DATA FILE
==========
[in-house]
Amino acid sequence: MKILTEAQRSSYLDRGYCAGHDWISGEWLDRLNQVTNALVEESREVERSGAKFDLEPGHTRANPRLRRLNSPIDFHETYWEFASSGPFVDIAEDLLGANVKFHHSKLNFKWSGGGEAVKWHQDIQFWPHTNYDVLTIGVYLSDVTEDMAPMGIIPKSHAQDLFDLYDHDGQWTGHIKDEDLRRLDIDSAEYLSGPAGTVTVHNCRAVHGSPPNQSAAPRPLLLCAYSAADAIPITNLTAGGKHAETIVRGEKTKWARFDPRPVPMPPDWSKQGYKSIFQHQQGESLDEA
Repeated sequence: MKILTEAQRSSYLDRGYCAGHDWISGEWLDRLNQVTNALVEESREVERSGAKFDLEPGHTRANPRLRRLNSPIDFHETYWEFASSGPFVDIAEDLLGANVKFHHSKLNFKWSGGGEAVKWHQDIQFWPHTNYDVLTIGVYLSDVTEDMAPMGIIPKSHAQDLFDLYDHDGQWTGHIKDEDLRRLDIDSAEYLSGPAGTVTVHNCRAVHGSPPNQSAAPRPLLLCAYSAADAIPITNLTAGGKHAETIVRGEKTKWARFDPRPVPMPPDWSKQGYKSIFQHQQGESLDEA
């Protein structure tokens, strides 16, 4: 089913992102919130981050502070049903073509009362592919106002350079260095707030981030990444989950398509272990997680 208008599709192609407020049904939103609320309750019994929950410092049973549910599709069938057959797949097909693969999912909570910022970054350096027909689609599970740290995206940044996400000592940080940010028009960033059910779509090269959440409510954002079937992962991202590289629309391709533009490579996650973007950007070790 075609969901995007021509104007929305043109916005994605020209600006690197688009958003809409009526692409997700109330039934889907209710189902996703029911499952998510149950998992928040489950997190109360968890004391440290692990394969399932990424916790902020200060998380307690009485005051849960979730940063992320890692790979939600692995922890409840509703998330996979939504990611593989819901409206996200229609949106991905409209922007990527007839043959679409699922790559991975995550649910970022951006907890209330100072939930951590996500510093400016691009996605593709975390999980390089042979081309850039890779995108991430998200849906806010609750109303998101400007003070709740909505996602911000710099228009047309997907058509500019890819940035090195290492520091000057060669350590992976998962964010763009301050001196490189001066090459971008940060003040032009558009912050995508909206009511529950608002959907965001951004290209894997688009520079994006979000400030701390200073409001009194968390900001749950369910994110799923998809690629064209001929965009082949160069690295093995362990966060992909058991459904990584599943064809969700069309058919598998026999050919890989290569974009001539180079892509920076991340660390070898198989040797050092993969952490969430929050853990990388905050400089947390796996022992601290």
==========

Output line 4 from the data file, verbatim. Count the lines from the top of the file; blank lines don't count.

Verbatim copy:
């Protein structure tokens, strides 16, 4: 089913992102919130981050502070049903073509009362592919106002350079260095707030981030990444989950398509272990997680 208008599709192609407020049904939103609320309750019994929950410092049973549910599709069938057959797949097909693969999912909570910022970054350096027909689609599970740290995206940044996400000592940080940010028009960033059910779509090269959440409510954002079937992962991202590289629309391709533009490579996650973007950007070790 075609969901995007021509104007929305043109916005994605020209600006690197688009958003809409009526692409997700109330039934889907209710189902996703029911499952998510149950998992928040489950997190109360968890004391440290692990394969399932990424916790902020200060998380307690009485005051849960979730940063992320890692790979939600692995922890409840509703998330996979939504990611593989819901409206996200229609949106991905409209922007990527007839043959679409699922790559991975995550649910970022951006907890209330100072939930951590996500510093400016691009996605593709975390999980390089042979081309850039890779995108991430998200849906806010609750109303998101400007003070709740909505996602911000710099228009047309997907058509500019890819940035090195290492520091000057060669350590992976998962964010763009301050001196490189001066090459971008940060003040032009558009912050995508909206009511529950608002959907965001951004290209894997688009520079994006979000400030701390200073409001009194968390900001749950369910994110799923998809690629064209001929965009082949160069690295093995362990966060992909058991459904990584599943064809969700069309058919598998026999050919890989290569974009001539180079892509920076991340660390070898198989040797050092993969952490969430929050853990990388905050400089947390796996022992601290």